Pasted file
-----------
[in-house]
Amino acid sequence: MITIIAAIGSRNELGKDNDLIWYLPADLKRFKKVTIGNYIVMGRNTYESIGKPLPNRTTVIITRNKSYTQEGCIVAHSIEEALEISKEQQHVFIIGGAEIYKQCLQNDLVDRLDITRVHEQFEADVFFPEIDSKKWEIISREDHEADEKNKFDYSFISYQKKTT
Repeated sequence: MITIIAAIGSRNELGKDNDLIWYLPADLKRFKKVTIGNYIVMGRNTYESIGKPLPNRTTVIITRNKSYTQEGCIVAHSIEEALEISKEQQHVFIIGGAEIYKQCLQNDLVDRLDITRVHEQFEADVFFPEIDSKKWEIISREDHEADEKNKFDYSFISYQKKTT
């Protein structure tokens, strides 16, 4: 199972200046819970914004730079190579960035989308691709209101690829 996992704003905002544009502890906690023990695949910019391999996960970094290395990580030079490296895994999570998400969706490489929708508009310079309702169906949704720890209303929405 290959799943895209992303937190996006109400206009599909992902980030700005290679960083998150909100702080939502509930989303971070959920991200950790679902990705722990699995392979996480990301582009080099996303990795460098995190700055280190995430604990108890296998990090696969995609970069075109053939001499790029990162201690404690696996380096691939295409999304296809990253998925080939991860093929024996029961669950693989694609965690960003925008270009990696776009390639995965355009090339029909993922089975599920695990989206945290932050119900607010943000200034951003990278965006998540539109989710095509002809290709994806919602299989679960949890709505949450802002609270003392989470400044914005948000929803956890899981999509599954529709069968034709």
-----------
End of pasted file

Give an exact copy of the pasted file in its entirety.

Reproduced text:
[in-house]
Amino acid sequence: MITIIAAIGSRNELGKDNDLIWYLPADLKRFKKVTIGNYIVMGRNTYESIGKPLPNRTTVIITRNKSYTQEGCIVAHSIEEALEISKEQQHVFIIGGAEIYKQCLQNDLVDRLDITRVHEQFEADVFFPEIDSKKWEIISREDHEADEKNKFDYSFISYQKKTT
Repeated sequence: MITIIAAIGSRNELGKDNDLIWYLPADLKRFKKVTIGNYIVMGRNTYESIGKPLPNRTTVIITRNKSYTQEGCIVAHSIEEALEISKEQQHVFIIGGAEIYKQCLQNDLVDRLDITRVHEQFEADVFFPEIDSKKWEIISREDHEADEKNKFDYSFISYQKKTT
């Protein structure tokens, strides 16, 4: 199972200046819970914004730079190579960035989308691709209101690829 996992704003905002544009502890906690023990695949910019391999996960970094290395990580030079490296895994999570998400969706490489929708508009310079309702169906949704720890209303929405 290959799943895209992303937190996006109400206009599909992902980030700005290679960083998150909100702080939502509930989303971070959920991200950790679902990705722990699995392979996480990301582009080099996303990795460098995190700055280190995430604990108890296998990090696969995609970069075109053939001499790029990162201690404690696996380096691939295409999304296809990253998925080939991860093929024996029961669950693989694609965690960003925008270009990696776009390639995965355009090339029909993922089975599920695990989206945290932050119900607010943000200034951003990278965006998540539109989710095509002809290709994806919602299989679960949890709505949450802002609270003392989470400044914005948000929803956890899981999509599954529709069968034709």